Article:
When you look at the companies that have been successful at creating new markets, you can see several common key elements. You will increase your chance of repeated and systematic success by following these principles.

1. Identify problems that need solutions. As interesting as an online grocery delivery service might have been to the founders of Webvan and Peapod, it did not create a substantial market. As much fun as “push” Internet technology might have been to design and bring to market, consumers were not excited enough to keep it going. Home automation still seems to be a solution in search for a problem in the United States.

To reduce the risk you run when you create new markets, locate problems that have real potential. Don’t measure potential by the possible number of users but by the severity of the problem as a specific number of users perceive it. When GlaxoSmithKline looked at the potential for a new migraine remedy, Imitrex, it did not look at the painkiller market. Why? Headache sufferers did not define Imitrex’s potential. Most patients do not need Imitrex to cope with their pain. The exception are migraine patients who will pay ten dollars a pill to relieve their pain. Severity of the need, as your customers perceive it, is what drives the potential volume in your new market.

2. Follow one of two lower risk paths. Netscape created and dominated a new market in the riskiest way. The company’s founders chose to develop a new chose to develop a new product for new prospects. HP broke through at a lower risk, developing a new product (color desktop printing) for prospects of the company knew well. Motorola reduced its risk by taking a known product (analog cell phones) to unknown prospects (users in governments of developing countries). All three strategies worked, but HP and Motorola took a safer path. Since the risk of failure is high, it makes sense to reduce it when you can.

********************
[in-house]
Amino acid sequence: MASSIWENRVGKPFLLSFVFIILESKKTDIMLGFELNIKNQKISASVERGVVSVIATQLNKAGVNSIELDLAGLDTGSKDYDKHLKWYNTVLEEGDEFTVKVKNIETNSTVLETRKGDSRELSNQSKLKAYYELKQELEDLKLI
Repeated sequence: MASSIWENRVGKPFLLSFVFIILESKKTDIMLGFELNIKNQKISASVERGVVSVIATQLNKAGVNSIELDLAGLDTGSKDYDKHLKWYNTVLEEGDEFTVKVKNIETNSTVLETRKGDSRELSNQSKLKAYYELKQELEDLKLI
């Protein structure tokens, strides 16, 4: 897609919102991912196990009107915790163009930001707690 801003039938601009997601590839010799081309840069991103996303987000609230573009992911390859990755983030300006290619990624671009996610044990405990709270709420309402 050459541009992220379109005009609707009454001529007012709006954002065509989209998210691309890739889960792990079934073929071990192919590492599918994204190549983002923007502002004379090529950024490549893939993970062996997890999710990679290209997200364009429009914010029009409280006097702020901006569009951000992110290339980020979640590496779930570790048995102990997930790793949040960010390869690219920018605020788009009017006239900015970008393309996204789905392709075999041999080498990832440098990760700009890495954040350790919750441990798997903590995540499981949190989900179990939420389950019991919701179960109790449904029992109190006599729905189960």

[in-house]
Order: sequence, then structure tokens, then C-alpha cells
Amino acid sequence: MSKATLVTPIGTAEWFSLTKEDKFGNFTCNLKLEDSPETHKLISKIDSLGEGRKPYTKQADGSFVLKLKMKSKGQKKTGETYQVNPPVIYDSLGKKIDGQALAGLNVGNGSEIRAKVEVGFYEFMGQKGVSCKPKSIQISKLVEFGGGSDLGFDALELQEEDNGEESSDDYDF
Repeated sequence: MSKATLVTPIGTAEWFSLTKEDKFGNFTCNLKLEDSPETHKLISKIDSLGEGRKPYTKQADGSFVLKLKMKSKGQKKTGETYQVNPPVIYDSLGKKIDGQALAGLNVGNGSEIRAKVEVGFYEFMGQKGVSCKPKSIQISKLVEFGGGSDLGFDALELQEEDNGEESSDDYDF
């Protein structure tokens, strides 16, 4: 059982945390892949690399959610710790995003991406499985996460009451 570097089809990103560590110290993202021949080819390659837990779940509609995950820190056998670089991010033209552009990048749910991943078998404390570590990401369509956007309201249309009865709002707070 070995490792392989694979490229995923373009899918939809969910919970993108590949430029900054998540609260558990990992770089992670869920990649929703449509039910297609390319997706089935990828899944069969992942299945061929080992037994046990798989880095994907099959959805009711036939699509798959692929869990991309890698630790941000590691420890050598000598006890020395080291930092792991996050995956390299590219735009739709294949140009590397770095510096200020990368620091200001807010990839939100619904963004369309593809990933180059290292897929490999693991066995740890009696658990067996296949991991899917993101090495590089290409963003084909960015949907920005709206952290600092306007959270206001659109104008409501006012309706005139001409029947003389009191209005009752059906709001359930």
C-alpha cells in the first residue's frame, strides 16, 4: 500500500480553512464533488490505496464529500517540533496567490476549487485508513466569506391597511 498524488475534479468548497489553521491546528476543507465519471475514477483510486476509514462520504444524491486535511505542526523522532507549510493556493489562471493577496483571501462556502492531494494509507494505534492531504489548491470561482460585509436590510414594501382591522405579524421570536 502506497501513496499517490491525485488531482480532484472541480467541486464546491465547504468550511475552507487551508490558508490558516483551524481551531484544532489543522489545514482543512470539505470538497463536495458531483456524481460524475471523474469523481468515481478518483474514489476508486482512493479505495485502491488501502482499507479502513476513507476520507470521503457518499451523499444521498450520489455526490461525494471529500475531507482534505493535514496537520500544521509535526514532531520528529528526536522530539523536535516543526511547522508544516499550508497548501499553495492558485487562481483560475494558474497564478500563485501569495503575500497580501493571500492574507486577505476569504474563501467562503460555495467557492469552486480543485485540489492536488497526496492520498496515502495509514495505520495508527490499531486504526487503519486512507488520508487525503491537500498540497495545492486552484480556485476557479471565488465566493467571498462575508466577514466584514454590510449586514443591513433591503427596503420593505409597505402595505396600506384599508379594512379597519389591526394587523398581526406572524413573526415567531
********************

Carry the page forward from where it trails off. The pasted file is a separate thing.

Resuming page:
3. Be willing to ignore the siren call of numerous opportunities. Many managers look for opportunities and then jump to take advantage of the new ones that they can reach. It may seem counterintuitive, but jumping to new opportunities can make it difficult to create and dominate new markets. If your market concept was sound last week, it should still be sound this week. Diluting efforts by pursuing too many opportunities will make it harder for any effort to succeed. To win at new markets, stay on one track.

4. Start with cross-functional teams and leadership. One common denominator of success in new markets is a leader who crosses organizational boundaries to manage the effort. No single function can do this work. Marketing is not well suited for the task, nor is engineering or finance. You want the sales team to focus on the quarter’s revenue, but you’ll need their input on the new market. Your role a s a business leader is to span vertical functions as the business focuses on new markets. This role is critical to creating and dominating new markets.


New markets are not an accidental result of random activity. New markets are the product of someone recognizing potential, finding the right solution and bringing that solution to market in a way that works. It’s difficult and demanding and requires the greatest creativity and marketing and engineering know how. Consider this good news because if new markets were easy, your competition would already be there.

Are there still needs to meet? The reality is that you can find more burning needs than any of us an address in our lifetime. The potential for new markets does not rely on the strength of the need. Look for the strength of the perception of the need. If you want to create a new market successfully, start there.

Products as diverse as FedEx, Imitrex, and AOL were not accidents. You can repeat those successes. When you do, you will be taking advantage of the future, not waiting for it.

Peter Meyer, principal of The Meyer Group, Scotts Valley, California, is author of Creating and Dominating a New Market and Warp-Speed Growth.